OK, I just had a moment to work out how long I’ve been living in the troopy and it’s 7 months. That’s long enough to have worked out most systems and glitches for living day to day. I’ve been through a wide range of climates, from stinking hot in Darwin and Alice Springs through to freezing cold, wet conditions at Tingha and all weather in between.
I started this blog with the intention of helping others through talking about my experiences living permanently on the road travelling. Offering help and hints and tips to make life a little easier or less daunting for those thinking about making the change and becoming detached from the mortgage. Yet for the past few months it’s all been about walks, wildflowers, shells and nice camp spots. Perhaps it’s time to stray off that just for a minute and get back to a little about day to day life of living mobile.
We’ve all seen it before, the sign on the side of the road inviting you to come and buy some locally grown produce. Often in a days driving you’ll pass by signs offering a huge range of products, driving from where I am in Denmark across to Albany a distance of just over 50km I passed roadside stalls selling vegetables, assorted fruits, jams and preserves, eggs, honey, fresh flowers and olive oil.
Motor homes come in all shapes and sizes from large luxurious vehicles fitted out similar to an upmarket apartment, through to small vans with just the basics.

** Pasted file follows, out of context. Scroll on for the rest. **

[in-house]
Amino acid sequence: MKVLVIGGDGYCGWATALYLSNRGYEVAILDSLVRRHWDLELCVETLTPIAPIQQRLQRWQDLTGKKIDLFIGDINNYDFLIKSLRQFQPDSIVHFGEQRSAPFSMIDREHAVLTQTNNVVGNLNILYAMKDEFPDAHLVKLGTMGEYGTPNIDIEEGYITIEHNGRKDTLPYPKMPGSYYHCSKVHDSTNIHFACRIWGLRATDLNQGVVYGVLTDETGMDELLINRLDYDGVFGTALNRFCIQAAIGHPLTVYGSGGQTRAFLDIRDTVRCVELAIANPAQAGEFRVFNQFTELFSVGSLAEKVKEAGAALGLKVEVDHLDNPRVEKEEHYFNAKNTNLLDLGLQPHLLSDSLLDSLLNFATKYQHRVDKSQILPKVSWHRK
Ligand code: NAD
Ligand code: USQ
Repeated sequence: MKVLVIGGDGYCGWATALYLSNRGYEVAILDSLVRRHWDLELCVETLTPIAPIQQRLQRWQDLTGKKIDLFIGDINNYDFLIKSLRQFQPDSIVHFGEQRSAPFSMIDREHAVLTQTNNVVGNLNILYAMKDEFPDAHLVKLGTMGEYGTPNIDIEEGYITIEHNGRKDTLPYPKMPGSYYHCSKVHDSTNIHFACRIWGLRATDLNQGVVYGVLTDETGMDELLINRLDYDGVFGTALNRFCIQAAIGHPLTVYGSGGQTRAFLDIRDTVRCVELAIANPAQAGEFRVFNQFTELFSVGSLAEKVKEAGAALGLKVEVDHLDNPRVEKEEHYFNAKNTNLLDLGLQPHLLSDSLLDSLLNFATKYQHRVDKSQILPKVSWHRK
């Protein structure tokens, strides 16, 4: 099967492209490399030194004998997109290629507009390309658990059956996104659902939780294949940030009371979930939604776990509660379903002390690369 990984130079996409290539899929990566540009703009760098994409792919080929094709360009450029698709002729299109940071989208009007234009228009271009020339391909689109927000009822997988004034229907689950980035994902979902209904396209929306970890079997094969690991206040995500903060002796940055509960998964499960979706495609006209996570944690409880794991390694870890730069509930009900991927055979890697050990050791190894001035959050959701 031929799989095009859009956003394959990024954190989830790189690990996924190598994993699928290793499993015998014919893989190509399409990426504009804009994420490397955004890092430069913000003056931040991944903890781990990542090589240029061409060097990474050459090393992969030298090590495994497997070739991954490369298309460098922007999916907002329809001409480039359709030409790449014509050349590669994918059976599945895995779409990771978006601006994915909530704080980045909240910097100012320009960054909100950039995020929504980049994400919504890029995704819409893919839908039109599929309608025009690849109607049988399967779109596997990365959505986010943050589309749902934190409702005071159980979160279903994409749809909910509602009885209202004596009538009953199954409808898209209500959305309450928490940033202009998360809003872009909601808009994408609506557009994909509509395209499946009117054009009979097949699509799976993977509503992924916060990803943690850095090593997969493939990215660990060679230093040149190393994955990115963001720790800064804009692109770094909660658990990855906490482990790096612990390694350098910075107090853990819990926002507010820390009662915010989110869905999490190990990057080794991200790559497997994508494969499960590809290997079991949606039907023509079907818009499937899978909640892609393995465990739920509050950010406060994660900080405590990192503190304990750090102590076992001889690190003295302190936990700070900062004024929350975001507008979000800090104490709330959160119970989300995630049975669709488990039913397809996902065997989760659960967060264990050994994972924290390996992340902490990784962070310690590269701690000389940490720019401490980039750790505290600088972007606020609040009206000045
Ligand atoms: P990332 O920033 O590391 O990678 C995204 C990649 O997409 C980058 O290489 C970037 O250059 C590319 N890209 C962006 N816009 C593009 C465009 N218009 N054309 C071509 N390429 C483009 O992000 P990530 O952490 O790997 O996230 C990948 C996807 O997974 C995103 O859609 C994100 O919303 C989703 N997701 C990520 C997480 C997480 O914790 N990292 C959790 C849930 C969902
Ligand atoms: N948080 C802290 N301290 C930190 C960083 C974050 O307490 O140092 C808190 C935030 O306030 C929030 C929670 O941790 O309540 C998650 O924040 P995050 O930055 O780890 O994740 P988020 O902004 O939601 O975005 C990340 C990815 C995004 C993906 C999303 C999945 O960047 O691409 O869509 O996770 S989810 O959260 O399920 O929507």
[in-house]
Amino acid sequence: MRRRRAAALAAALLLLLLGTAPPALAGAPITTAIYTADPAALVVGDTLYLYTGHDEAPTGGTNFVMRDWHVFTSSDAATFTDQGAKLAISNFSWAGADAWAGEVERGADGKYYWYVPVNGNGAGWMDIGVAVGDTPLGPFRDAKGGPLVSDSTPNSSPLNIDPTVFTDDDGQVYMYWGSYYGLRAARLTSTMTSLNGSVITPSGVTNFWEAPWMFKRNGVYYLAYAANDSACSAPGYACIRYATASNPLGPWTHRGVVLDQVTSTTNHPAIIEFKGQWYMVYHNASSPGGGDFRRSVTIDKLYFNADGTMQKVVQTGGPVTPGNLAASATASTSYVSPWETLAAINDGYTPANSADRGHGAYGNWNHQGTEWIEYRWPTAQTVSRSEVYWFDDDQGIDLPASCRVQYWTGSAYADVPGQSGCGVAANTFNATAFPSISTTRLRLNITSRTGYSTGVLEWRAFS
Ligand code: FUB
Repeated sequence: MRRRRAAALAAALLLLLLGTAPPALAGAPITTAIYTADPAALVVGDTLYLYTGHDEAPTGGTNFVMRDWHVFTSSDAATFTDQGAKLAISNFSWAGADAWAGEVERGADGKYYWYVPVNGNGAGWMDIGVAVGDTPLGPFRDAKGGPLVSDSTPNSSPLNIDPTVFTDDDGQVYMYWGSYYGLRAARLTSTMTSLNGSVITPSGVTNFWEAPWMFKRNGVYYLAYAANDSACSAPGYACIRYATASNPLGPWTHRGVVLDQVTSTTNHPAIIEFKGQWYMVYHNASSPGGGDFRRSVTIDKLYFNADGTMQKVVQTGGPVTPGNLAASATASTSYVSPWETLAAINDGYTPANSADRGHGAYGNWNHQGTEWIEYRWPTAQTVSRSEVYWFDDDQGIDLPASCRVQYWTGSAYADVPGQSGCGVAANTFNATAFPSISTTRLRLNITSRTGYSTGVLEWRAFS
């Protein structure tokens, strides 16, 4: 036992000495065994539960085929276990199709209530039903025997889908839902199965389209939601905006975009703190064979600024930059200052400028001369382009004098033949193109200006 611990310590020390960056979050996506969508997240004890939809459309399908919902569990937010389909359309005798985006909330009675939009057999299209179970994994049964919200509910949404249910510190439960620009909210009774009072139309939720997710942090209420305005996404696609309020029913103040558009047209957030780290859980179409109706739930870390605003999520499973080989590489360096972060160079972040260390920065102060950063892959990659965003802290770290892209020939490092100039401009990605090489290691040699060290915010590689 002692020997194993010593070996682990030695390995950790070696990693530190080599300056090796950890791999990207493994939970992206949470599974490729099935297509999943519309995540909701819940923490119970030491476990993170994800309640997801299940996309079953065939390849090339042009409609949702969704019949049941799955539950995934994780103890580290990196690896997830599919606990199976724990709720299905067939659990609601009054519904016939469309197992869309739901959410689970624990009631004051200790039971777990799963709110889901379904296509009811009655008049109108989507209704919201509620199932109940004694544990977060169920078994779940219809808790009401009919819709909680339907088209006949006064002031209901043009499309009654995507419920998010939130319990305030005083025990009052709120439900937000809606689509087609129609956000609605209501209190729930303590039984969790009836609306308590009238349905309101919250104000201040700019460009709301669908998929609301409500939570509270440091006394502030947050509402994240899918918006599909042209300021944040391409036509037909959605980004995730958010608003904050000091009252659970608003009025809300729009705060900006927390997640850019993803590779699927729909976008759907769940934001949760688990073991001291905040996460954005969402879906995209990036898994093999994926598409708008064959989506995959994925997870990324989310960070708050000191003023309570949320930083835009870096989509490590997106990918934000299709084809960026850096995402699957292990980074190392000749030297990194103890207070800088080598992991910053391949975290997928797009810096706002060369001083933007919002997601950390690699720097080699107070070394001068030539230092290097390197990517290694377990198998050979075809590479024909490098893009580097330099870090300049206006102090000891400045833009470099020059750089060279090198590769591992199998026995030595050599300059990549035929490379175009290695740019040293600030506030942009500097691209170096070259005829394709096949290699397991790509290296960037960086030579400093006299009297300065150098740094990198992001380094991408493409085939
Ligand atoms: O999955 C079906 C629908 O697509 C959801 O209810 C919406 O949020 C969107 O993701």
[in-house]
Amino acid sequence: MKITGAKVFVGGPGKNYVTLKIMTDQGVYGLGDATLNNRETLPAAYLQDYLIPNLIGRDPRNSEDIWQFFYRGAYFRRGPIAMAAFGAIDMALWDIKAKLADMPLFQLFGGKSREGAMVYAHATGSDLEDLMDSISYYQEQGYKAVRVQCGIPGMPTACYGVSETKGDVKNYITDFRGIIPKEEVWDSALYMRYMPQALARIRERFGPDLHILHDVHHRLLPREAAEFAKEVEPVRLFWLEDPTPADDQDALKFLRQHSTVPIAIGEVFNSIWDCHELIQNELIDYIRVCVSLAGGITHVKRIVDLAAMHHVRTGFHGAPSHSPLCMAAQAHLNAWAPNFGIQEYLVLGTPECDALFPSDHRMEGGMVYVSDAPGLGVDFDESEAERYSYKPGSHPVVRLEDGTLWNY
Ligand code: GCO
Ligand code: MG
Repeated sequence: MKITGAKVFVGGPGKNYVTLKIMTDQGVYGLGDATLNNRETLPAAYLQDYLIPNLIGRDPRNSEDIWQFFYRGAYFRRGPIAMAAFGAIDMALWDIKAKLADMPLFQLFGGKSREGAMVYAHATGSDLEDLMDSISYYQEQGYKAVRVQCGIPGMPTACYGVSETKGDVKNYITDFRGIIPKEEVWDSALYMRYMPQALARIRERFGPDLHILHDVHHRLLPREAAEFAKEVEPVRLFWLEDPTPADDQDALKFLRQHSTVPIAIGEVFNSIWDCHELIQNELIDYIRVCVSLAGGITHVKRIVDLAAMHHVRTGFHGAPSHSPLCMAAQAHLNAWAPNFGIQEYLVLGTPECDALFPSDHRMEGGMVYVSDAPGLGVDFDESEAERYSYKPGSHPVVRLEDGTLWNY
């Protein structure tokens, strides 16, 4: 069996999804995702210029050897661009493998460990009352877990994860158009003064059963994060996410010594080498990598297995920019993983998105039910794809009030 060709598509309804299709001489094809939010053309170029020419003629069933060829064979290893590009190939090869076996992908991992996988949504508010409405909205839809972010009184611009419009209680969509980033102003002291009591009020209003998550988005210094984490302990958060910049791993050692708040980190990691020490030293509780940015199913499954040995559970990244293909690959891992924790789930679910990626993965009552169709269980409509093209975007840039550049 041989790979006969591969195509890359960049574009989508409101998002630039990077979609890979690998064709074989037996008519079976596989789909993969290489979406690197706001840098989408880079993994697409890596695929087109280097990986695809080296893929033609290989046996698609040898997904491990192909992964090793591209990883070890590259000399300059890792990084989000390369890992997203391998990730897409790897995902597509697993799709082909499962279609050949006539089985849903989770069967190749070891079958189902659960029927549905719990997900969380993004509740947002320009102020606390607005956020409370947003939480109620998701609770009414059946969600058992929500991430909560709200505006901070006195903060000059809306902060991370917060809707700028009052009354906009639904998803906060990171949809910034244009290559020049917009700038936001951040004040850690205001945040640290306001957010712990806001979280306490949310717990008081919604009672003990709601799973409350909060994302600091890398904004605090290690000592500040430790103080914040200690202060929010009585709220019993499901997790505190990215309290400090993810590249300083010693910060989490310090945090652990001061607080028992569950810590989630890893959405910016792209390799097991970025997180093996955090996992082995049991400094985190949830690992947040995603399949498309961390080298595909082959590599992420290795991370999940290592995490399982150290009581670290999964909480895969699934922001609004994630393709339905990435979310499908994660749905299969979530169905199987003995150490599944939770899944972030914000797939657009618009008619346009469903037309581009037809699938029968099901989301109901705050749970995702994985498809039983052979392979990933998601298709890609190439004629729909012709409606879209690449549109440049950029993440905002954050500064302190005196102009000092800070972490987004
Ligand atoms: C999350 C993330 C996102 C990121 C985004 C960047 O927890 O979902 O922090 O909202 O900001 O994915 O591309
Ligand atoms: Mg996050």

Choosing a motor home can be extremely difficult. It’s hard to know what you want to get for the long term, especially if you’re going to live in it full time, there are so many different aspect you need to weigh up. How many people are living in it, fuel usage, ease of maneuverability, what you can physically drive and manage, what you can afford, the list just goes on and on.
Many years ago my parents decided to try and capture the past, disillusioned with our modern disposable society they saw the beneficial aspects of a life style based on how things were back in 1910. They wanted to try and keep some of these things alive, not only keep them alive, but also share them with others, educate people about how things were done around 1910.
So before my fathers retirement they set about creating Wynella, they bought a period house built in 1914 from a small country town, had it transported down to Denmark, then set about restoring it to it’s original condition.
I figured I should post some images and explanations of the bus from the inside to give you an idea of what it’s like to live inside it on a day to day basis. Although comfortable and with most luxuries you might ever want, you must understand that everything is small, you have everything you could need, but generally it’s miniaturised. For example the seats in the main living area at the table has seating for four people, and seat belts for four as well, but compare the seats to my hat hanging on the back wall. And no, it’s not a sombrero.